Obituary: Rob Moseley (1952–2022)

Rob Moseley. (Image courtesy of the Moseley family)

Rob was a lunar and planetary observer who contributed many observations to the BAA Sections in the 1980s and ’90s. He was primarily a visual observer, with perceptive skills and an ability to portray on paper the detail he could see at the telescope eyepiece. He was a keen student of the history of astronomy and spoke at many meetings of the BAA and other groups around the country. He will be missed by all who knew him.

Rob’s love of astronomy began in his teens, with the purchase of a book. He taught himself the constellations and observing techniques at a home-made observatory in his garden at Cecil Road, Northampton. His attempts to establish an astronomy club at school met with little support, but led to the establishment of important friendships. He enjoyed formative experiences at an
astronomical youth camp in Germany in 1969, and regularly attended meetings of the astronomical section of the Northampton Natural History Society at the Humfrey Rooms, Northampton. His involvement with this local society offered opportunities to observe the skies using their telescope at Gordon’s Lodge. He always insisted that as a beginner, he did not need a telescope to get started; just a decent pair of binoculars and a copy of Norton’s Star Atlas sufficed. At this time, he met Roy Panther. Roy became a valued friend
and mentor, whose encouragement was treasured as it set him on the path to further study.

Rob’s working life was varied. He taught English and also worked as an expert guide at the Lunt Roman Fort Museum, near Coventry.

His interests other than astronomy were many. He spent time restoring habitats at the bird reserves at RSPB’s Leighton Moss and Warwickshire Wildlife Trust’s Brandon Marsh. He was a member of the Cloud Appreciation Society. He collected rock and mineral samples on field trips and studied these with a stereo microscope. He was instrumental in cataloguing coins for the Lunt Fort and the Herbert Art Gallery in Coventry. His knowledge of Roman History was extensive. He also followed the many travails of his beloved home town football club, Northampton Town (The Cobblers), throughout his life.

Rob joined the Coventry & Warwickshire Astronomical Society (CWAS) and was the editor of their society magazine Mira for some years. He also led the project to renovate and reinstall the 6-inch Cooke refractor on top of the college where the CWAS met.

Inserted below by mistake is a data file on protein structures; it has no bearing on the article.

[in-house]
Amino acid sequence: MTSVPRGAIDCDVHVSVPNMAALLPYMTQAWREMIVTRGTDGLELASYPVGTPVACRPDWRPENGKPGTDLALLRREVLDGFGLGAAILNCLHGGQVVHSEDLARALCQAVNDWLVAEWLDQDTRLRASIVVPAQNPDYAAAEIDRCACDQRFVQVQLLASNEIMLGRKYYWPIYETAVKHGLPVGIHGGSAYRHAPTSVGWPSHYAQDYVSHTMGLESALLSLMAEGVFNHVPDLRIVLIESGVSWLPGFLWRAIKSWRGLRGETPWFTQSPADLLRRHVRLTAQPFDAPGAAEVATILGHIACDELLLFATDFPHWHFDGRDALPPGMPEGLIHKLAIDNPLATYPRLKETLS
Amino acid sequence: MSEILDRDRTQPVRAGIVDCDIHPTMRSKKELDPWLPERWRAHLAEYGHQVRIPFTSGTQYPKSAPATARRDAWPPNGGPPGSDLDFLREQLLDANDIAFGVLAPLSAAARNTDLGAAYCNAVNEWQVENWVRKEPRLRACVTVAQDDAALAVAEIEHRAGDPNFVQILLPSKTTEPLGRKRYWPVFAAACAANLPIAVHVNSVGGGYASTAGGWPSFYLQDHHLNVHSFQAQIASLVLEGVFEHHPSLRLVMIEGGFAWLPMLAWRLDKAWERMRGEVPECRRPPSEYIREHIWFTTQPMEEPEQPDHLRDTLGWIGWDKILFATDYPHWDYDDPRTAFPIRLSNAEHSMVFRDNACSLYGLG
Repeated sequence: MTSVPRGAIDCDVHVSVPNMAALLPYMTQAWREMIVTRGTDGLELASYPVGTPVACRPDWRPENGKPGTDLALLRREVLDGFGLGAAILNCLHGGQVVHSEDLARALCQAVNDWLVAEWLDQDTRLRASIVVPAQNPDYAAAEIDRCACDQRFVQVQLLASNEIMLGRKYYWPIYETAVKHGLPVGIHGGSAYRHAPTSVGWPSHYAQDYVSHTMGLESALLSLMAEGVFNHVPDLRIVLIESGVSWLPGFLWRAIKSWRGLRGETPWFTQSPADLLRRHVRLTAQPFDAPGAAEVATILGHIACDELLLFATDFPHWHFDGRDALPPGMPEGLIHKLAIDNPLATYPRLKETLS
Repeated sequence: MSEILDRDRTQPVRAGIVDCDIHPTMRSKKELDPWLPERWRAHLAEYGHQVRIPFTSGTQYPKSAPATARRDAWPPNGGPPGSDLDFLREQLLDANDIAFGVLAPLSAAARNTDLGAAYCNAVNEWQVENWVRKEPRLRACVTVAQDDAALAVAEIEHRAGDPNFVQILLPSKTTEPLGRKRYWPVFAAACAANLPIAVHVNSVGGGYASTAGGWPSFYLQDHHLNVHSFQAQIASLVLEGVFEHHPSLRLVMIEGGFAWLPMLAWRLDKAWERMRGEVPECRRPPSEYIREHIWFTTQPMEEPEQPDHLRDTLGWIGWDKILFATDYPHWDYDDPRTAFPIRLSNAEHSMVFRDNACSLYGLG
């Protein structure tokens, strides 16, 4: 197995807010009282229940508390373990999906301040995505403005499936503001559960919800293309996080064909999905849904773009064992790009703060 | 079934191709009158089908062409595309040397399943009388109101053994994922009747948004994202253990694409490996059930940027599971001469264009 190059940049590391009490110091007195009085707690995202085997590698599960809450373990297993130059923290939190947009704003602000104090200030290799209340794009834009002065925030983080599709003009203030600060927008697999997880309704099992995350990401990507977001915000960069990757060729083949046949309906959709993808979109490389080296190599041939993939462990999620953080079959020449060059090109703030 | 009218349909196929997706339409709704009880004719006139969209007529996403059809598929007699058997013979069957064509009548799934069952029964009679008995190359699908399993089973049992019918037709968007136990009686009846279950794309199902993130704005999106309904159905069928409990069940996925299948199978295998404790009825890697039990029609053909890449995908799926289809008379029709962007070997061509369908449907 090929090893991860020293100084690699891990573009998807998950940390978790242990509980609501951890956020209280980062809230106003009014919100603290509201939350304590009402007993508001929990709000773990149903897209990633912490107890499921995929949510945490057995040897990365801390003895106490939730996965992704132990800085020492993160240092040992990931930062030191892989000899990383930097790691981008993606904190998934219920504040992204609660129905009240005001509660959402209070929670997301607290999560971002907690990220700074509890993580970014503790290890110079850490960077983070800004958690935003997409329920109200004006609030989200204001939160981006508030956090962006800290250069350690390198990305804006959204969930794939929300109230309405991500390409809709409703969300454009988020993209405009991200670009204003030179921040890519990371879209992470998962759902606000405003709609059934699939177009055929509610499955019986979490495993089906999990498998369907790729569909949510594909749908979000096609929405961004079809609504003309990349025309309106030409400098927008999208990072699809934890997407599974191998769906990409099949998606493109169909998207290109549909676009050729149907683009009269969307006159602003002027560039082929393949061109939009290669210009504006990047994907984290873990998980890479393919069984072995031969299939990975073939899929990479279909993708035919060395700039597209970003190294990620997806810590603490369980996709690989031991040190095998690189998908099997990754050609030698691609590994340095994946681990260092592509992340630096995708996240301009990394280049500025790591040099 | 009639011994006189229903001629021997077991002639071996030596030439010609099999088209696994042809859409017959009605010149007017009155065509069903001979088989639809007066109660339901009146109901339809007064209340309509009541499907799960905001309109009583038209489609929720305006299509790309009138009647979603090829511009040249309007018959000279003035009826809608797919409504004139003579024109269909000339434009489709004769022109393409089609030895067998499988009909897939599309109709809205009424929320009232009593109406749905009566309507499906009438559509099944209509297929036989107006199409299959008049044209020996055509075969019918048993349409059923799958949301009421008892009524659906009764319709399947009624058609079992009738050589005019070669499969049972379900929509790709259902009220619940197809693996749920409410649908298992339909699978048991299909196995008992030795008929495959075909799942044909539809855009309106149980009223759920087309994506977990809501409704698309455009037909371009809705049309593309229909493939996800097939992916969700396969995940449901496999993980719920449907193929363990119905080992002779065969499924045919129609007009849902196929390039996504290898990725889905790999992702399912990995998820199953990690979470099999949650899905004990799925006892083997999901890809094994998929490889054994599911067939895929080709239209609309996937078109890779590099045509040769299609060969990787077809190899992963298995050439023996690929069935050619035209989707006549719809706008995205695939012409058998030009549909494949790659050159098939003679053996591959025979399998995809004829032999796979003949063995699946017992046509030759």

Rob’s principal astronomical interests were faithfully recorded in his many logbooks and diaries. His numerous lunar and planetary drawings exemplify the classic manner of recording telescopic observations. He also made extensive observations of double stars and descriptively recording the contrasting, colourful hues of these objects was an ongoing joy and pleasure for him. His enthusiastic approach is summed up in this extract from Mira:

‘Estimates of colour are of no value in the scientific sense – and yet this is the part of double-star observing I tend to enjoy most. The subtleties of star coloration are only truly appreciated by the double-star specialist. Many are an aesthetic delight. Once my eye became used to perceiving colour at low light levels I found that Webb, Smyth and the other 19th-century observers were not being that fanciful with their ‘garnets’, ‘indigos’ and ‘olivacea subrubicundas’! Stars really do have the most gorgeous colorations – if real attention is paid to them. Colours are always more striking with complimentary pairs. The yellow and lilac of Albireo is the most famous example of quite a common combination. My favourite is the pair 32 Eridani (470). The 4th mag. primary is a rich yellow, with a 6th-mag. comes [‘visible companion’ – ed.] I have noted as ‘emerald’. Webb describes the pair as ‘Topaz and Bright Green’. This companion is one of the few stars I’ve come across which is unmistakably green – it’s a ravishing sight! The red/green combination is best typified by Antares and its companion, but to British observers the 7th mag. attendant is a stiff test due to its low altitude and
consequent poor seeing.’

During his membership of the BAA, Rob was editor of the Lunar Section publication The New Moon. At the time of his involvement, the study and drawing of lunar features by observers had become somewhat neglected and the practice was in danger of being seen as redundant, with the emphasis having seemed to have shifted towards observations of transient lunar phenomena. However, Rob’s successful editorship was rewarded with a significant resurgence of contributions by observers who made lunar drawings. The magazine continued to be published for many years. His own drawings are currently being scanned to be kept in digital form by members of his family (wife Lesley, son Joe and daughter Liz). These will be available for viewing and use, as a lasting legacy and encouragement to young observers. The desire to share his enthusiasm was his lasting gift.

Rob eventually set up an observatory at his home in Coventry, devoted to the observation and measurement of close double stars. His results were published in US Naval Observatory and Webb Deep-Sky Society publications.

He will be remembered by many members of this Association as a careful and diligent observer. The loss of Rob will be grieved by his family and many friends, of whom I was privileged to have been one.


The British Astronomical Association supports amateur astronomers around the UK and the rest of the world. Find out more about the BAA or join us.